Rrustem Neza's case has been front-page news in his native Albania.

When Will the Story of Rrustem Neza Get Made Into a Movie?

If you haven't been following the case of Rrustem Neza, an Albanian seeking political asylum in the United States, you're missing a gripping ongoing tale. The 32-year-old Neza, who settled in Lufkin and opened restaurants there and is represented by a Dallas attorney, claims that if the United States government succeeds in deporting him back to his homeland, he'll likely be killed -- since, after all, he has publicly revealed the names of the men who killed Albanian Democratic Party leader Azem Hajdari in 1998.

But the U.S. government, which has repeatedly denied him asylum, wants him out of the country -- to the point where immigration officials have asked to sedate Neza for a flight back to Albania, following a failed attempt in August to get him on a plane at Dallas-Fort Worth International Airport. The airline wouldn't let him board -- mainly because Neza kept screaming, "I am not a terrorist!"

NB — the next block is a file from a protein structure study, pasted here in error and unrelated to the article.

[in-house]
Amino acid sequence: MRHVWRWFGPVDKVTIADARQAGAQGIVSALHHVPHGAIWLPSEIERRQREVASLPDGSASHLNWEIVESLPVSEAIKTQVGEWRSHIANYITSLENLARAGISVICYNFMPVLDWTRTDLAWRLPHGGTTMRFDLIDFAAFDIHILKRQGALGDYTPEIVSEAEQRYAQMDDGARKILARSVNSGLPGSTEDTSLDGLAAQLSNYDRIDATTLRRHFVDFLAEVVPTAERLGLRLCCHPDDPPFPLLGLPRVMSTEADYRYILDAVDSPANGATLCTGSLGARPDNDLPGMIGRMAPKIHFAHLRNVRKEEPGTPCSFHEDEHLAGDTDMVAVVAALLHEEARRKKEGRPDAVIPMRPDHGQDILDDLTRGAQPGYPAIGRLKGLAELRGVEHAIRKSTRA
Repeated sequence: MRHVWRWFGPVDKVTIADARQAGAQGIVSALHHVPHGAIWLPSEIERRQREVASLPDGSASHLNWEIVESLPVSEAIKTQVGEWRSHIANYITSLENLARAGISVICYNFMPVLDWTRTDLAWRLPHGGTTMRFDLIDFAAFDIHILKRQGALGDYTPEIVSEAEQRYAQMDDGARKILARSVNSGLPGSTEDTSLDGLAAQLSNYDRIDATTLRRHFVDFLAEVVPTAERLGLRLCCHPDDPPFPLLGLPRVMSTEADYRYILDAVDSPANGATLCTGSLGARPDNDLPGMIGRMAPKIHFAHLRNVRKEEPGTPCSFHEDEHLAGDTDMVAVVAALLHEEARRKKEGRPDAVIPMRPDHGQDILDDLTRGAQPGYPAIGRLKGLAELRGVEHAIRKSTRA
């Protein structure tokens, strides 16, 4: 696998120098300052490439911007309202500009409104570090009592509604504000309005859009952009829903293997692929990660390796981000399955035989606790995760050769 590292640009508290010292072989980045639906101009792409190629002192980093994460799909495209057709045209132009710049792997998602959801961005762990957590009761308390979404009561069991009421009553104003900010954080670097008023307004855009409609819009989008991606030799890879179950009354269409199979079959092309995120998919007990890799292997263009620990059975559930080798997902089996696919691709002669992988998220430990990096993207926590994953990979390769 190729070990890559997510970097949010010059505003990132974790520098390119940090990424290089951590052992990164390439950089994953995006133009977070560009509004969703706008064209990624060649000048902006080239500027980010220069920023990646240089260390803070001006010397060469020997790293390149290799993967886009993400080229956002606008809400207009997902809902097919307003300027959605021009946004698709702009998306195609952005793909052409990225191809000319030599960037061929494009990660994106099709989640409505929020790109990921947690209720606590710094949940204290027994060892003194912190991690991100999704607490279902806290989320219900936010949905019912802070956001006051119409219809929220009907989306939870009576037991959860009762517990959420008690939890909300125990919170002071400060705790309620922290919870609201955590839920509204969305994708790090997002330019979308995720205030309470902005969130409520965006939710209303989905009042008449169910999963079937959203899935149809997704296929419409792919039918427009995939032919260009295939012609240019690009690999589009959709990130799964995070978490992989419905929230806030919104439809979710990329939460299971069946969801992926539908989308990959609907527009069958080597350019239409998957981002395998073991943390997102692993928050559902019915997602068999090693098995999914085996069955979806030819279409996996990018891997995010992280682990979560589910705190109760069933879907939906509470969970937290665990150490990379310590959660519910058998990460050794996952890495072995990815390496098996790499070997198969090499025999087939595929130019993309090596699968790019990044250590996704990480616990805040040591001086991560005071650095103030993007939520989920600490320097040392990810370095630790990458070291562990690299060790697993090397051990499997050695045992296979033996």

Days ago, the Board of Immigration Appeals yet again denied Neza's request to stay in the country -- blaming his controversial Dallas-based attorney, John Wheat Gibson, for promoting the case in the first place, thus putting his own client's life in jeopardy. Gibson, who's been posting regular updates and pleas to such sites as Texas Civil Rights Review, would disagree.

At the moment, Reza's being held by the Department of Homeland Security in Haskell -- but U.S. Rep. Louie Gohmert, a Republican from Tyler, has intervened, accusing the government of "apathy and callousness"; he's also introduced a bill that would stop the deportation proceedings, till at least 2009, and let Neza reapply for asylum. Like I said, gripping. --Robert Wilonsky

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